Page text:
Something for your eyes and ears

One of my favourite sites is Stephen Fry’s blog, where he often posts essays and podcasts about various interesting subjects. His most recent podcast is about the important role of public broadcasting in the media, and I found a lot to agree with in it, so I thought I’d link it here for everyone else to listen to.


You’ll need iTunes to listen to it. Alternatively, you can read it in written form here:



Candidate of change, indeed

Looks like Barack Obama thinks change is a little overrated.

So we have a candidate who after winning the primary is veering off to the right rather than the centre, and his opponent who has for some reason decided that all the reasons that people decided to support him aren’t that important any more.

Happy 4th, everyone!

(And for the record, in spite of my inability to vote, in spite of my skepticism, I would much rather have Obama win in November than McCain, for reasons that should be hopefully obvious to many)


In need of some Band-aid

Or, should I say, broadband-aid. :P

*gets things thrown at him*

Ars Technica has been doing a lot of articles about the state of US broadband lately (here’s their latest one). I’ve ranted before about how lame the so-called ‘broadband’ in the US is (the fastest connection I can get in my area is 1.5 Megabits per second, and I live in an urban area), but another thing that this problem has reminded me about is the importance of regulation in free markets.

After the stagflation of the 1970s, most of the Western nations spent the ’80s and ’90s in a fit of deregulation, ostensibly to improve market efficiency. Deregulation is good in certain cases (most people seem to point to the airline industry as one badly in need of it, and post-deregulation one could certainly make the case that – post-9/11 shenanigans notwithstanding – the budget airline space has really taken off).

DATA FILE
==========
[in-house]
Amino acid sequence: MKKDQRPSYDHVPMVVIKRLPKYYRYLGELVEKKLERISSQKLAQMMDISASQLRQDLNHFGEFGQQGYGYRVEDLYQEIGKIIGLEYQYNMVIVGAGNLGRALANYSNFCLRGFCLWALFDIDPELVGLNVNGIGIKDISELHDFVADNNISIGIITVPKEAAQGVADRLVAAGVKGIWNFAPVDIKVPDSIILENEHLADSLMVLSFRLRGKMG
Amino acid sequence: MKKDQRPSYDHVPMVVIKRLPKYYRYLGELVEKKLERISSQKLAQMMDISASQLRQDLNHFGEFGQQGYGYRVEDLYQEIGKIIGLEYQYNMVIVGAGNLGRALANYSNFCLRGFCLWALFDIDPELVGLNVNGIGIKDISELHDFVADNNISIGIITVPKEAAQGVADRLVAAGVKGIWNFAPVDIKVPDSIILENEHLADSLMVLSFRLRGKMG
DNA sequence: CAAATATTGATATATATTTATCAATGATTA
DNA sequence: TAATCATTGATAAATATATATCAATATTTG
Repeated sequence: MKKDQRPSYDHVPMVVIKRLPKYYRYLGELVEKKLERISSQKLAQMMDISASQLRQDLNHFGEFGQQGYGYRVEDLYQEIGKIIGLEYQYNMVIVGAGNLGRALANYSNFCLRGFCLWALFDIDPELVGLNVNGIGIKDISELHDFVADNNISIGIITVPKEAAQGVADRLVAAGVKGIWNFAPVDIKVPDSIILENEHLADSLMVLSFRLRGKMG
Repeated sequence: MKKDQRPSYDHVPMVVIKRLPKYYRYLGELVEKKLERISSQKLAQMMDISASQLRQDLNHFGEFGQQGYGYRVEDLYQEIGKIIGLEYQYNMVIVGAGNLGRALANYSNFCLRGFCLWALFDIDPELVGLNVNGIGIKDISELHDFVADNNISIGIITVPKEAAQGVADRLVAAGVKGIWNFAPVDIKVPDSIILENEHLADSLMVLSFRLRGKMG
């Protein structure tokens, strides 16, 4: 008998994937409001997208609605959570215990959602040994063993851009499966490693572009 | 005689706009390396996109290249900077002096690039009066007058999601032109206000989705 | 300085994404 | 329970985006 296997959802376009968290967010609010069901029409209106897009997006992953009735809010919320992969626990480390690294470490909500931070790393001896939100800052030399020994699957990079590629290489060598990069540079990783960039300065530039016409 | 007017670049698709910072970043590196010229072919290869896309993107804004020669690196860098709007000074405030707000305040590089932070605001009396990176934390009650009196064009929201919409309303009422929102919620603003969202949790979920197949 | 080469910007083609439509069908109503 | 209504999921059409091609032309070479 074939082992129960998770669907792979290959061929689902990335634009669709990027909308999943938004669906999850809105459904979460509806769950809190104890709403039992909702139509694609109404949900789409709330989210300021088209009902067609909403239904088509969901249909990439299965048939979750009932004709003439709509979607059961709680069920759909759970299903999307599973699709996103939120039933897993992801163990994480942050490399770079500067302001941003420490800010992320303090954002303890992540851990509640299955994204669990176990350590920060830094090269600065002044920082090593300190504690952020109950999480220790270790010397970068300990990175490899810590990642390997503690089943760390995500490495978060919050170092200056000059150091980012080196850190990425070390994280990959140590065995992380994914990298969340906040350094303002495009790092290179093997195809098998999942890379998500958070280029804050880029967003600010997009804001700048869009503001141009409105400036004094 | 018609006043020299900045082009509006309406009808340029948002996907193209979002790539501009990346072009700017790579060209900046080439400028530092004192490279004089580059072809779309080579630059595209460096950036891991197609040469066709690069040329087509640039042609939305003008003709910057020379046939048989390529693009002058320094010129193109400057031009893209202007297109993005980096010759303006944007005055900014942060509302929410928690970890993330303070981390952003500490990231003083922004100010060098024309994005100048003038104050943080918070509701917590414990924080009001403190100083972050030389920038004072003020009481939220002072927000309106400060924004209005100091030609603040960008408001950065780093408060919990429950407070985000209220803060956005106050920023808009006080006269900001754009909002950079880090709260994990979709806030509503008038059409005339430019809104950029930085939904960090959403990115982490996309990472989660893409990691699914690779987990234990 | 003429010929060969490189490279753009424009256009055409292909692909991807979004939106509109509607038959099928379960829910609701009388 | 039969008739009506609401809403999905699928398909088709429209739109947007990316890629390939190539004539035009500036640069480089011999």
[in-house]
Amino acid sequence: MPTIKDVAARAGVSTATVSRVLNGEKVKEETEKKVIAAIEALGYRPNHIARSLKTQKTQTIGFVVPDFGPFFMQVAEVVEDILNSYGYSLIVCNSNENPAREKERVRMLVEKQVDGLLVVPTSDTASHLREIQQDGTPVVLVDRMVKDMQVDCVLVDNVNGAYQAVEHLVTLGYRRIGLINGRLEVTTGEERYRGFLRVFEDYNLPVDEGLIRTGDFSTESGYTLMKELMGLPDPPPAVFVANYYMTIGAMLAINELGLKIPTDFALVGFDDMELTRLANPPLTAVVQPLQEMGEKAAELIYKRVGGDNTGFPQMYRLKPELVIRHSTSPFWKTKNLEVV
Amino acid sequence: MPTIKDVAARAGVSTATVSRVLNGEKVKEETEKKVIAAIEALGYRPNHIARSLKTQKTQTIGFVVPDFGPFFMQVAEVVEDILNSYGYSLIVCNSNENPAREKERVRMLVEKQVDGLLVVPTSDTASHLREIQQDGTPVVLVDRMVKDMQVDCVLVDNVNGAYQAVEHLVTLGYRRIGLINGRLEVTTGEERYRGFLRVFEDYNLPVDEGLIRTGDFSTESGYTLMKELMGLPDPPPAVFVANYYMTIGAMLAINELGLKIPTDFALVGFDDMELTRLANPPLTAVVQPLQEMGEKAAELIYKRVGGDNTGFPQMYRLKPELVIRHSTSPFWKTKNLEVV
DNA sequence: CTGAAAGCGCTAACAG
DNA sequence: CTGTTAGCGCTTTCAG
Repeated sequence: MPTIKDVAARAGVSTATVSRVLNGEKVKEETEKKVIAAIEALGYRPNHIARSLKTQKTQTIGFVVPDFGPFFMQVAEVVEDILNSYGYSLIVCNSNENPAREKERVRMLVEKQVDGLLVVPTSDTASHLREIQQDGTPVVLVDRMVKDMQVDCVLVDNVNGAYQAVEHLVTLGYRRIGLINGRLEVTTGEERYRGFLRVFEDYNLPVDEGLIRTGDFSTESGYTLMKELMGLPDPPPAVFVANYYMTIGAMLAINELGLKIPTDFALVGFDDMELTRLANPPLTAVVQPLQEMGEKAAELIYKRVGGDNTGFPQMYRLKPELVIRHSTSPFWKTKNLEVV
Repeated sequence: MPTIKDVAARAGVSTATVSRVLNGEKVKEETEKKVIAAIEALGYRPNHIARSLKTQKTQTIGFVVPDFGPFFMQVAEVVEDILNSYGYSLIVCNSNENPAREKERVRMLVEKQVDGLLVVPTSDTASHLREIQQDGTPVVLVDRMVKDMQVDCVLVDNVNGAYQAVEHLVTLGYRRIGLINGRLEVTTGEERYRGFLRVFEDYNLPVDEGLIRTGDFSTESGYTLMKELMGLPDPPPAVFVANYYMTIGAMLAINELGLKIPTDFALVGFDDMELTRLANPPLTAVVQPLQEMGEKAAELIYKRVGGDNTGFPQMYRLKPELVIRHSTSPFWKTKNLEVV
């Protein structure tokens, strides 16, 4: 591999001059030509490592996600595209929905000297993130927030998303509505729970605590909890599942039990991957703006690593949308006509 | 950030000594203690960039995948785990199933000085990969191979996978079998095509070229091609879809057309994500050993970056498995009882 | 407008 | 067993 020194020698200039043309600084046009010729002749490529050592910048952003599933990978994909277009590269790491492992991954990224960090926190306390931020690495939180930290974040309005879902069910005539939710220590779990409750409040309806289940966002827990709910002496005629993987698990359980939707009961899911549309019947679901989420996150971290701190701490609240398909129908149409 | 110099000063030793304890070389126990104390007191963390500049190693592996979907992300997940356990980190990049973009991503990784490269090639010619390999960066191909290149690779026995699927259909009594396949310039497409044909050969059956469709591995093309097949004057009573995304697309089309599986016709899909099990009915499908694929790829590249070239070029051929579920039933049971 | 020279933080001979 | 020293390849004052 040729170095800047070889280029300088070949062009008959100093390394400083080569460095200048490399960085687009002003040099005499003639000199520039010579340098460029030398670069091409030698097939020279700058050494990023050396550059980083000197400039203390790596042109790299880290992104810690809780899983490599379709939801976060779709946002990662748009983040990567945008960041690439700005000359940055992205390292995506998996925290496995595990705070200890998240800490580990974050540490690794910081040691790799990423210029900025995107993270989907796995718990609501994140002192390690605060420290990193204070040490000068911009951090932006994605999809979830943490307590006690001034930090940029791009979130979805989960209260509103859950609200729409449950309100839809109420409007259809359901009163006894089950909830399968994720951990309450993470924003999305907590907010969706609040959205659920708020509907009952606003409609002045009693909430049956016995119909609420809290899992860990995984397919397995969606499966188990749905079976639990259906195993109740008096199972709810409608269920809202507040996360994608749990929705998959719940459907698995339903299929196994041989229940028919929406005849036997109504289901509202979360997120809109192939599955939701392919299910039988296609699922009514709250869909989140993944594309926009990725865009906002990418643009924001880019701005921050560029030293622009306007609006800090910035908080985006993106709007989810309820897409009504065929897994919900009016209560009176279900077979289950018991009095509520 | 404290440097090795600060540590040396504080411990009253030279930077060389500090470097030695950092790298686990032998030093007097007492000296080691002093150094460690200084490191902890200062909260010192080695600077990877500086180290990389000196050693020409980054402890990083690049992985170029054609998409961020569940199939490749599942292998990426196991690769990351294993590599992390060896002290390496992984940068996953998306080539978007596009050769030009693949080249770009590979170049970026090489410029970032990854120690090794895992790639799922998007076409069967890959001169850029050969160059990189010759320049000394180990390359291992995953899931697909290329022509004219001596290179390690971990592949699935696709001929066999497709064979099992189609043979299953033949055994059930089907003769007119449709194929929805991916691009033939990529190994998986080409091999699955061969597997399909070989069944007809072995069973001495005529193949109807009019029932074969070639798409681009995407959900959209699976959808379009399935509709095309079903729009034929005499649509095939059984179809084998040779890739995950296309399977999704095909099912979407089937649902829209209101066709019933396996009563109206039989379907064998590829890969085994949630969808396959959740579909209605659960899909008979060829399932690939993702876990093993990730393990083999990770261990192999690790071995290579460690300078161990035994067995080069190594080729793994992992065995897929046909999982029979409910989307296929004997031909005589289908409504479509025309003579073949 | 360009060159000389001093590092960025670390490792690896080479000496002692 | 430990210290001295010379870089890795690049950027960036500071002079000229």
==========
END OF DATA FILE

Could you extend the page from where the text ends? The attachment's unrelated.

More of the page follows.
However, claiming that deregulation is universally good is misguided. People who make such claims (I’m pretty sure we all know who they are) ignore one of the important lessons of basic economics: that markets are not infallible. Market failure is inevitable most of the time, and government regulation is needed to mitigate the effects of market failure. Some of these problems have market based solutions – the success of cap-and-trade initiatives in dealing with emissions certainly demonstrates this – but even these need to be regulated so that the supply of permits is kept in check.

Regular telecom companies are subject to this kind of regulation (which is why infrastructure owners are required to act as common carriers), but broadband companies aren’t, resulting in a de facto monopoly or duopoly for broadband services in most areas. Less competition almost always results in higher prices – and that is more or less the situation the US is in now compared with most other advanced industrial nations.

If you ever need to shoot down market fundamentalists, the situation of broadband is as good an argument as any.

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It's melting!